By Mimi Nguyen Ly
A bill in Idaho banning abortion after about six weeks with a unique enforcement mechanism modeled off of a Texas abortion-ban law is headed to the governor’s desk after passing the state’s House of Representatives.
The Idaho House on Monday voted 51–14 to pass S.B. 1309, with all 12 state House Democrats voting against the measure.
The bill updates Idaho’s current abortion ban, signed into law in 2021; it bans abortion after a fetal heartbeat is detected, around six weeks of pregnancy. However, the bill is not in effect due to a trigger provision that means the measure would only be enacted if a federal appeals court upholds another heartbeat law. Several states that have passed heartbeat laws in recent years had them blocked from being enforced because of legal challenges.
S.B. 1309 would add to the 2021 law by adding a private enforcement mechanism modeled after the Texas Heartbeat Act, also known as S.B. 8.
In particular, the Idaho measure would allow certain family members to bring a civil lawsuit against the abortion provider for a minimum of $20,000 in damages, within four years after the alleged abortion.
Family members who can sue include the father, the grandparent, a sibling, or an aunt or uncle of the unborn child. The exception is for the individuals who caused the pregnancy through incest or rape; they cannot sue the abortion provider for damages.
S.B. 1309 passed the state Senate 28–6 on March 3. It now heads to Gov. Brad Little’s desk. He has 10 days to sign the bill to become law or veto it. Little has not publicly commented on whether he would sign the measure but has generally expressed opposition to abortion in the past.
Idaho has a Republican trifecta, which means both chambers of the state’s legislature are controlled by Republicans, and the governor is a Republican.
“This bill makes sure that the people of Idaho can stand up for our values and do everything in our power to prevent the wanton destruction of innocent human life,” state Rep. Steven Harris (R-Meridian), a sponsor of the bill, said in a statement after the vote.
Alexis McGill Johnson, president and CEO of the Planned Parenthood Action Fund, said in a statement in response to the bill’s passing: “If this ban goes into effect, it will harm pregnant people & disproportionately impact already marginalized communities.
“Make no mistake: Planned Parenthood will continue to provide care in Idaho & will continue fighting for patients. We’re not done.”
Planned Parenthood Alliance Advocates commented on the Idaho bill, saying in a statement, “This bill is modeled directly after Texas’s latest abortion ban, which was designed explicitly to avoid legal challenges and which the Supreme Court ultimately allowed to go into effect.
“Since its implementation in September, 60 percent of the state’s abortion care has been eliminated,” the group said, referring to Texas.Read MoreTexas Supreme Court Rules Against Abortion Providers, Effectively Ends Challenge to State’s Abortion Ban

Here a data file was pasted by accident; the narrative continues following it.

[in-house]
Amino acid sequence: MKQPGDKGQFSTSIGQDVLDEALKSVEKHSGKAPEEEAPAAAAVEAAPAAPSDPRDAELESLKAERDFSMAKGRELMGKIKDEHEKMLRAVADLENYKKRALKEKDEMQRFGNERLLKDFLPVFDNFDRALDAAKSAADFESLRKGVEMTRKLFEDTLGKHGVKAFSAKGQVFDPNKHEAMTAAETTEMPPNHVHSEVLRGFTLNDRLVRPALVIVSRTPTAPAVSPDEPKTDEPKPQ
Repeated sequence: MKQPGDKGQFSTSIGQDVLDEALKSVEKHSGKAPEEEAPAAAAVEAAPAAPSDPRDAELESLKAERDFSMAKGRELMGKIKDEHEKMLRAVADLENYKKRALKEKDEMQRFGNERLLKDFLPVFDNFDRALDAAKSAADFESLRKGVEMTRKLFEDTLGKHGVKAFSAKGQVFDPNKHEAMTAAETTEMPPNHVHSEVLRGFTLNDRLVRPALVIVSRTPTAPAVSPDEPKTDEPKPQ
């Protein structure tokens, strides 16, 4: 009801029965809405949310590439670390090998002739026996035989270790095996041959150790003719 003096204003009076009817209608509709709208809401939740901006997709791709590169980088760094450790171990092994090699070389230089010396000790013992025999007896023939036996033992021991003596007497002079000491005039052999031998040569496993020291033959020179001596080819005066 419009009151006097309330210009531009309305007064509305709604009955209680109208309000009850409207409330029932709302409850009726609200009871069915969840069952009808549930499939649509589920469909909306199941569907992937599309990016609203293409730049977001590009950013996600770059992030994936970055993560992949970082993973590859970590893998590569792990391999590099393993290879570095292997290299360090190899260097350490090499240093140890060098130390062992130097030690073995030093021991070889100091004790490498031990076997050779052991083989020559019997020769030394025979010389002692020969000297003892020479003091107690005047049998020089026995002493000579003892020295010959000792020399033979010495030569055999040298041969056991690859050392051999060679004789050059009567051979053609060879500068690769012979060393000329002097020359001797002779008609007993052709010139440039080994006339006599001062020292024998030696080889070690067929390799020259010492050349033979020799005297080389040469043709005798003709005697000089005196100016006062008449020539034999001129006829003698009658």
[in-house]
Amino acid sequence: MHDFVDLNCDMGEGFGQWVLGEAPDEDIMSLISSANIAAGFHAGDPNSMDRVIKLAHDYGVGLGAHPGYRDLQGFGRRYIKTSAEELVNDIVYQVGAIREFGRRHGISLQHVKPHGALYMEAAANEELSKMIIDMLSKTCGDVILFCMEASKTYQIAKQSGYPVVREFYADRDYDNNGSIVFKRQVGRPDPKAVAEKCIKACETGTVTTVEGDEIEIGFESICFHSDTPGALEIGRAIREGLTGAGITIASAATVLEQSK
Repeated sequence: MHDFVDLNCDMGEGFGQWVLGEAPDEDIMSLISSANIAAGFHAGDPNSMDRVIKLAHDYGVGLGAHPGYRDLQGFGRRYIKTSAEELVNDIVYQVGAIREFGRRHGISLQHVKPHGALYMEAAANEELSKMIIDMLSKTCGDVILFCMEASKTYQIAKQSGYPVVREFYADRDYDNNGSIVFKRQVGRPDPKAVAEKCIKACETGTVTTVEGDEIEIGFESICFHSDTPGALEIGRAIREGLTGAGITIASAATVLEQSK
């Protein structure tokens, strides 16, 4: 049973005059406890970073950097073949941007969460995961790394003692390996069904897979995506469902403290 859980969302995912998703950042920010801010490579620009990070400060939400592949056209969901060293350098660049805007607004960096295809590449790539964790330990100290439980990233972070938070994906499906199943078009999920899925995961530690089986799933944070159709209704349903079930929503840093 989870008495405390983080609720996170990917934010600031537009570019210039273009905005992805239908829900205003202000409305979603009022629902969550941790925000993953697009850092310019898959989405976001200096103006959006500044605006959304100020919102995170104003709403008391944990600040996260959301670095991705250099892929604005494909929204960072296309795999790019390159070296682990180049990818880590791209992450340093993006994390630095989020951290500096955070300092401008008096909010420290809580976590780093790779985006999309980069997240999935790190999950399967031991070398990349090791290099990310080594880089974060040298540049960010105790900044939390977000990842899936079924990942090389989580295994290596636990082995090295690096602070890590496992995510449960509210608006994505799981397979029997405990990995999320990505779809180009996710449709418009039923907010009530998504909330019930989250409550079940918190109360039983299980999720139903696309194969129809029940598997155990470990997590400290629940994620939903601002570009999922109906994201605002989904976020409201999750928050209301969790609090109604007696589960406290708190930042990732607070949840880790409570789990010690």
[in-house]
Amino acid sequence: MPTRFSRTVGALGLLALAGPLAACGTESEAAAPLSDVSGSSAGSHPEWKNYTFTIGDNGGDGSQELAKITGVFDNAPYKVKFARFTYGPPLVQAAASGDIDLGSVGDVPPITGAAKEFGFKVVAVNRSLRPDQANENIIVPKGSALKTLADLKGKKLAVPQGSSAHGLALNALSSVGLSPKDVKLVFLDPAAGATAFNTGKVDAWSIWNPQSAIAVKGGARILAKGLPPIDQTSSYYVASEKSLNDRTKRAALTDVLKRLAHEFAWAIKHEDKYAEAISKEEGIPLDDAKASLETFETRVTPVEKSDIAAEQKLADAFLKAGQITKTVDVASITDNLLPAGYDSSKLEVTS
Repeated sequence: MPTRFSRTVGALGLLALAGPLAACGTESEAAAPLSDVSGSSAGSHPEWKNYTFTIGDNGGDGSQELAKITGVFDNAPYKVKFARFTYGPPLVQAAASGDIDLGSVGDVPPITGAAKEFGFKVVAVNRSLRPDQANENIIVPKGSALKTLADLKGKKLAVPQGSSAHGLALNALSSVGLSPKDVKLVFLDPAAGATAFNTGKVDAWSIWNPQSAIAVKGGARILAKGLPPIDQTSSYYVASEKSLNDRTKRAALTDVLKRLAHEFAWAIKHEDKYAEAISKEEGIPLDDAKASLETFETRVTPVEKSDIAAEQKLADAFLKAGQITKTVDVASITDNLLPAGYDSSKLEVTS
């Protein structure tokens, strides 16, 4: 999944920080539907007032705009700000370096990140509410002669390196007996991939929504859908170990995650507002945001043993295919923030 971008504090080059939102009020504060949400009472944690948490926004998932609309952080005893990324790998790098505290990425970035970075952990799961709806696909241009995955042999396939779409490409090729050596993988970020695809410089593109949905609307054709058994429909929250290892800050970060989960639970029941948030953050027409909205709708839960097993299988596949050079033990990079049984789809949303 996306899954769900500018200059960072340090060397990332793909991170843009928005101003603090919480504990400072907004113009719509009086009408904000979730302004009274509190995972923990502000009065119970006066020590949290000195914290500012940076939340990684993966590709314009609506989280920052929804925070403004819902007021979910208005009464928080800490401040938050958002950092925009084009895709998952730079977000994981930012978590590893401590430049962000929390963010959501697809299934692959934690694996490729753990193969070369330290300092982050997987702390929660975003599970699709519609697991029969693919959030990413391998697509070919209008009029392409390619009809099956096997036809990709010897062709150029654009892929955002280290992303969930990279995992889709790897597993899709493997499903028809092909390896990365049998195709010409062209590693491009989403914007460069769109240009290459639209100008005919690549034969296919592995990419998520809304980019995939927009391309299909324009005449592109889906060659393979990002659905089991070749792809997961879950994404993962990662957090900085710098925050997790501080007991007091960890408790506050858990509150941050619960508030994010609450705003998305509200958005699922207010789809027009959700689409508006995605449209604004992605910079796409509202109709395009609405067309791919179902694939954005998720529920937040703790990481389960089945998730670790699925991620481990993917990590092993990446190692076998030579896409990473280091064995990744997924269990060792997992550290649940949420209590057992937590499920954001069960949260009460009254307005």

Idaho’s bill differs from Texas’s abortion ban in several instances. While the Idaho proposal permits only the person who receives the abortion or certain family members to sue, Texas’s law lets private citizens bring lawsuits.
The Idaho ban provides exceptions for rape and incest in some cases, but Texas’s S.B. 8 does not provide any such exceptions. Under the Idaho ban, the pregnant woman must have reported her rape or incest to the police and given the police report to the abortion provider. The exception for rape and incest would likely be impossible for many women to meet, opponents say, because Idaho law prevents the release of police reports in active investigations.
Texas’s law furthermore allows the lawsuits to be filed against anyone suspected of having helped the woman have an abortion, for up to $10,000 and legal fees for each successful suit. The Idaho proposal only allows for the person who carried out the abortion to be sued, and orders the abortion provider to pay a minimum of $20,000 as well as legal fees.
Idaho also has another law in place that would ban abortions after Roe v. Wade is overturned. The U.S. Supreme Court is due to rule by the end of June on the constitutionality of a law in Mississippi that bans abortion after 15 weeks of gestation. Mississippi Attorney General Lynn Fitch asked the court in a filing to overturn Roe v. Wade so the state can uphold its law. The case is Dobbs v. Jackson Women’s Health.
The 1973 Roe v. Wade ruling prohibited states from banning abortions prior to when the fetus is deemed “viable”—that is, potentially able to live outside its mother’s womb—deemed at the time usually around the second trimester of pregnancy at 24 weeks.